Parenting Two Sisters

*I posted this story first in 2010 and, seven years later, we still talk about it often. 

One afternoon my two girls were playing together in the corner of the living room. I was sitting nearby and heard Lily, our four-year-old say in a stern voice, “Cailyn, Daddy says we can’t say that.”

Not hearing what “that” was, I asked Lily what she said. Cailyn said, “I know”, she said.

“Oh you’re right, we shouldn’t say that should we?”

“No,” she replied.

What’s wrong with “I know”

Nothing is inherently wrong with the words “I know”, but think for a minute about why we use that phrase as a response in conversation.

Often, we use the phrase “I know” in response to someone trying to share something with us- often something they find exciting, new information they are learning about, or something they find interesting.

Responding with “I know” can suggest that we aren’t open to new information, or that we want to make sure you know we already knew what you just learned. We put ourselves in a position of superiority.

To Filipe and I this is a pride versus humility issue. When we reply with “I know”, a conversation often comes to an abrupt halt and can leave the other person feeling inferior. If done persistently, we will damage the relationship. Why would someone want to share something with us when we already know? No one likes to be around a know-it-all for very long.

A Personal Issue to Work Through

When Filipe and I first got married, he noticed I said “I know” A LOT. And he did not like it. In fact, it’s why it’s become a big deal in our home. My husband’s first language was Portuguese. When you learn English later (or any other language), you become much more sensitive to word usage (I do the same with Portuguese).

It took me too long to rid this word from my vocab.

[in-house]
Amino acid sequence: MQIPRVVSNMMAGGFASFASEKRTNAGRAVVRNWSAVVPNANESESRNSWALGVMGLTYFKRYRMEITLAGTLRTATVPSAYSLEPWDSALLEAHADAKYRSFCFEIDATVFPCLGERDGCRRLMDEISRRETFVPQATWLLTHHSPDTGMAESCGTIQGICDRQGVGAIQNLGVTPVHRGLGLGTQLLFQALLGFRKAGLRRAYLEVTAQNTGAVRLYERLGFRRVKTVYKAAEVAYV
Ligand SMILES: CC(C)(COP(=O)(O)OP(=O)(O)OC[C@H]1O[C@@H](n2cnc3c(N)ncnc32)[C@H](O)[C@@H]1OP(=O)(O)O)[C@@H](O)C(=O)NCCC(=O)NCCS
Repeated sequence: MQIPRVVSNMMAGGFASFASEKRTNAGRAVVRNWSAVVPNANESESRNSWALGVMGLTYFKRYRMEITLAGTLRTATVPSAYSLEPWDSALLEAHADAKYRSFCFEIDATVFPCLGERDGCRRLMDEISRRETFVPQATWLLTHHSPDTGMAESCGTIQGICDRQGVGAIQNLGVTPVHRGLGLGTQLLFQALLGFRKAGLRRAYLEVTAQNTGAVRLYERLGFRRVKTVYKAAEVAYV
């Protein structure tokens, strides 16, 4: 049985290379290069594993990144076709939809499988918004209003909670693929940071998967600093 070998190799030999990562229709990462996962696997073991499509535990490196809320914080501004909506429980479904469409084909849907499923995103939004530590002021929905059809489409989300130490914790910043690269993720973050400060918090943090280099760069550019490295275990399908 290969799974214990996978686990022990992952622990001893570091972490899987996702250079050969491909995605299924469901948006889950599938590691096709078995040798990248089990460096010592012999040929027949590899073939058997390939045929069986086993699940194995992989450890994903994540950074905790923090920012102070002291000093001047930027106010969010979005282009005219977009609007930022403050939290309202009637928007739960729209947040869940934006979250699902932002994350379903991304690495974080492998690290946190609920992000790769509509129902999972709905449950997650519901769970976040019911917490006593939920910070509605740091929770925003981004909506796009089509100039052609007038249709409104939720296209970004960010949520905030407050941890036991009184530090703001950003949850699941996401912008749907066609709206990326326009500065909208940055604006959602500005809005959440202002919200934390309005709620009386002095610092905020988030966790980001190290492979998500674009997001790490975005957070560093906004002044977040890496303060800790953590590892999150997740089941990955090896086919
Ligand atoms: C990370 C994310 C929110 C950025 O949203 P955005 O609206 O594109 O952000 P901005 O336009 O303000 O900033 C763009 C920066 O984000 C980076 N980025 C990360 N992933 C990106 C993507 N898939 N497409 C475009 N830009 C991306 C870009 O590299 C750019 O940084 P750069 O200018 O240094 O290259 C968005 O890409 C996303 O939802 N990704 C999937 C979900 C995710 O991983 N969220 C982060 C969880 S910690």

It is still shocking to me how much a simple phrase like this can change our heart and attitudes. It’s the small things that reveal the amount of pride in our heart. Often we do just want to boast in our knowledge.

God, forgive me.

Find an Alternative Phrase

“Really”, “Wow”, “That’s interesting”, or even, “Cool” keeps conversation open. These phrases communicate interest and that we enjoy listening. It postures our heart to be more open to what they are saying.

Even if the information being shared is old news, we bring value to other person by affirming what they are saying and the context in which it matters to them. I have found in most cases, it is not necessary or beneficial to respond with “I know”.

 

Before banning the phrase in our home, I racked my brain for a good reason for it. I didn’t want my kids pushing back later. Then I thought about what it must have been like for Jesus walking on planet Earth. He literally knew everything. But, I have a feeling he didn’t flaunt his knowledge. People were drawn to him. I have a feeling He listened intently. He humbled himself.

Use Words That Build Up

Responding with delight and interest is a simple way to humble ourselves in conversation. Try it this week. Replace “I know” with “Oh, really” or “That’s cool” (or think of your own phrase). No matter what you choose, focus on using your words to communicate value. Our words matter. Choose live-giving words.

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